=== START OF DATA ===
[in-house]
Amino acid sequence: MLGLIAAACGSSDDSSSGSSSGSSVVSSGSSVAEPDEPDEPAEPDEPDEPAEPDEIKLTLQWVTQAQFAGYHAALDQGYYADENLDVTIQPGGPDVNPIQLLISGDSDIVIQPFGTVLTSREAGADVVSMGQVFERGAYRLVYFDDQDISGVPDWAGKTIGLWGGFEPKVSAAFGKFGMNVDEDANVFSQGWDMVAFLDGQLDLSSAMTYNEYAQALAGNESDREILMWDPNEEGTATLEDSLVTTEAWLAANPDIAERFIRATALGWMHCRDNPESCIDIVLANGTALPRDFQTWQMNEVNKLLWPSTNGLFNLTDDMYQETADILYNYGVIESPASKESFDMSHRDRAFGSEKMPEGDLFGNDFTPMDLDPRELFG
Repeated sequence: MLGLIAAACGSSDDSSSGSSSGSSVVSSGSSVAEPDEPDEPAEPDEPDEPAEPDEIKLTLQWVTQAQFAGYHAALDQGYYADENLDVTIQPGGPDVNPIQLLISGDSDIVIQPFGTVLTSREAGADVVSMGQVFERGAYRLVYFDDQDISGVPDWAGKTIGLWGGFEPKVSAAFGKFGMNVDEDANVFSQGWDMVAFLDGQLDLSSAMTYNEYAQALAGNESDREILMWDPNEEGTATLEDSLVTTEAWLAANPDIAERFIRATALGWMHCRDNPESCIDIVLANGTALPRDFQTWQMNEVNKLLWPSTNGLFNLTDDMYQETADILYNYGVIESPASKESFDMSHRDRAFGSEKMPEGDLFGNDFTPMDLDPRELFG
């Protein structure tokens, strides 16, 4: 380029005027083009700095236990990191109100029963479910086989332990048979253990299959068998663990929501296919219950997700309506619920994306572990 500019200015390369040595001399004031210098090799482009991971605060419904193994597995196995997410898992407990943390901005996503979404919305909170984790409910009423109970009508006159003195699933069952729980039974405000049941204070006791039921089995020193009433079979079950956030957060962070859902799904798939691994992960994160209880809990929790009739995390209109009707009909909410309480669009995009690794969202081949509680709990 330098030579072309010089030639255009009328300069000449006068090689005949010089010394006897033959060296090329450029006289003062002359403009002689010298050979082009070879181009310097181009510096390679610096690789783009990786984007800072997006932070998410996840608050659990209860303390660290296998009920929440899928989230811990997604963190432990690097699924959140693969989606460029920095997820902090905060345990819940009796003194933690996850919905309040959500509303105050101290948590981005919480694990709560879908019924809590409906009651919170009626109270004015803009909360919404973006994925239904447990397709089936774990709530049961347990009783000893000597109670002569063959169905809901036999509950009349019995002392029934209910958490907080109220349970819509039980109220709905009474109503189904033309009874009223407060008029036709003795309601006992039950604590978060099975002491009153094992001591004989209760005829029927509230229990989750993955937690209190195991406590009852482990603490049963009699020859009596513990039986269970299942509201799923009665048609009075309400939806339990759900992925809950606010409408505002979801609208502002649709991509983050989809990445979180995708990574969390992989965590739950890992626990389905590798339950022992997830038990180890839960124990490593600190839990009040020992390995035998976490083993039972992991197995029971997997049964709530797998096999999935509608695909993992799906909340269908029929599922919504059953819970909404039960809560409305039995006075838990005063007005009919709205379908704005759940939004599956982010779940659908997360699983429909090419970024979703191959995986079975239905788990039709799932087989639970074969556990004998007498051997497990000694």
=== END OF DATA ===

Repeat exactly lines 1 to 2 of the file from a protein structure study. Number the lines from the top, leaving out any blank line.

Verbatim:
[in-house]
Amino acid sequence: MLGLIAAACGSSDDSSSGSSSGSSVVSSGSSVAEPDEPDEPAEPDEPDEPAEPDEIKLTLQWVTQAQFAGYHAALDQGYYADENLDVTIQPGGPDVNPIQLLISGDSDIVIQPFGTVLTSREAGADVVSMGQVFERGAYRLVYFDDQDISGVPDWAGKTIGLWGGFEPKVSAAFGKFGMNVDEDANVFSQGWDMVAFLDGQLDLSSAMTYNEYAQALAGNESDREILMWDPNEEGTATLEDSLVTTEAWLAANPDIAERFIRATALGWMHCRDNPESCIDIVLANGTALPRDFQTWQMNEVNKLLWPSTNGLFNLTDDMYQETADILYNYGVIESPASKESFDMSHRDRAFGSEKMPEGDLFGNDFTPMDLDPRELFG